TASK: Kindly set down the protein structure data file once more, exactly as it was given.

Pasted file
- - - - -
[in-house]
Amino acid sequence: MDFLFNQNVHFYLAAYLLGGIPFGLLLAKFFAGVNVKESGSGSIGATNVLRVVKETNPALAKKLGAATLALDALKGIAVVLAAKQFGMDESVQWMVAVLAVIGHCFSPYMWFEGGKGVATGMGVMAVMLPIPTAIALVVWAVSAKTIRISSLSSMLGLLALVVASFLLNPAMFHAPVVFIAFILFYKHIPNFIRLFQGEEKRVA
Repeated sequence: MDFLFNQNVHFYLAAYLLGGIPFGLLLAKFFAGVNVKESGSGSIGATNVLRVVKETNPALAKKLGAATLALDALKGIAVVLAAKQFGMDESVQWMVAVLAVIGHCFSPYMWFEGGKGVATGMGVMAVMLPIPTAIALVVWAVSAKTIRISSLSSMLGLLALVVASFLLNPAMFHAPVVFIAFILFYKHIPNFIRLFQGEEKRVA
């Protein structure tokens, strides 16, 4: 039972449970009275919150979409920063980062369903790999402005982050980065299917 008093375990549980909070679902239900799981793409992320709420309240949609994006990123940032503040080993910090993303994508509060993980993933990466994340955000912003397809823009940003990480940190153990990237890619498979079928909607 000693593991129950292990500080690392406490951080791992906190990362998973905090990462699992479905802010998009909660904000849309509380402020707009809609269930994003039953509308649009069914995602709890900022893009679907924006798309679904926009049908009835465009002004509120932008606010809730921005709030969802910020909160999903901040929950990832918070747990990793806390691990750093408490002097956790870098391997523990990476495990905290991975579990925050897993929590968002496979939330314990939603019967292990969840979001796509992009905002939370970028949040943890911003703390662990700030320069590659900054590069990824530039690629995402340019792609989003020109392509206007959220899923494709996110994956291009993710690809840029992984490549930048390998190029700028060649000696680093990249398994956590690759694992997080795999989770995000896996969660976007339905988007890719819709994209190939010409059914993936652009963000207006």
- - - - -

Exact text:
[in-house]
Amino acid sequence: MDFLFNQNVHFYLAAYLLGGIPFGLLLAKFFAGVNVKESGSGSIGATNVLRVVKETNPALAKKLGAATLALDALKGIAVVLAAKQFGMDESVQWMVAVLAVIGHCFSPYMWFEGGKGVATGMGVMAVMLPIPTAIALVVWAVSAKTIRISSLSSMLGLLALVVASFLLNPAMFHAPVVFIAFILFYKHIPNFIRLFQGEEKRVA
Repeated sequence: MDFLFNQNVHFYLAAYLLGGIPFGLLLAKFFAGVNVKESGSGSIGATNVLRVVKETNPALAKKLGAATLALDALKGIAVVLAAKQFGMDESVQWMVAVLAVIGHCFSPYMWFEGGKGVATGMGVMAVMLPIPTAIALVVWAVSAKTIRISSLSSMLGLLALVVASFLLNPAMFHAPVVFIAFILFYKHIPNFIRLFQGEEKRVA
């Protein structure tokens, strides 16, 4: 039972449970009275919150979409920063980062369903790999402005982050980065299917 008093375990549980909070679902239900799981793409992320709420309240949609994006990123940032503040080993910090993303994508509060993980993933990466994340955000912003397809823009940003990480940190153990990237890619498979079928909607 000693593991129950292990500080690392406490951080791992906190990362998973905090990462699992479905802010998009909660904000849309509380402020707009809609269930994003039953509308649009069914995602709890900022893009679907924006798309679904926009049908009835465009002004509120932008606010809730921005709030969802910020909160999903901040929950990832918070747990990793806390691990750093408490002097956790870098391997523990990476495990905290991975579990925050897993929590968002496979939330314990939603019967292990969840979001796509992009905002939370970028949040943890911003703390662990700030320069590659900054590069990824530039690629995402340019792609989003020109392509206007959220899923494709996110994956291009993710690809840029992984490549930048390998190029700028060649000696680093990249398994956590690759694992997080795999989770995000896996969660976007339905988007890719819709994209190939010409059914993936652009963000207006």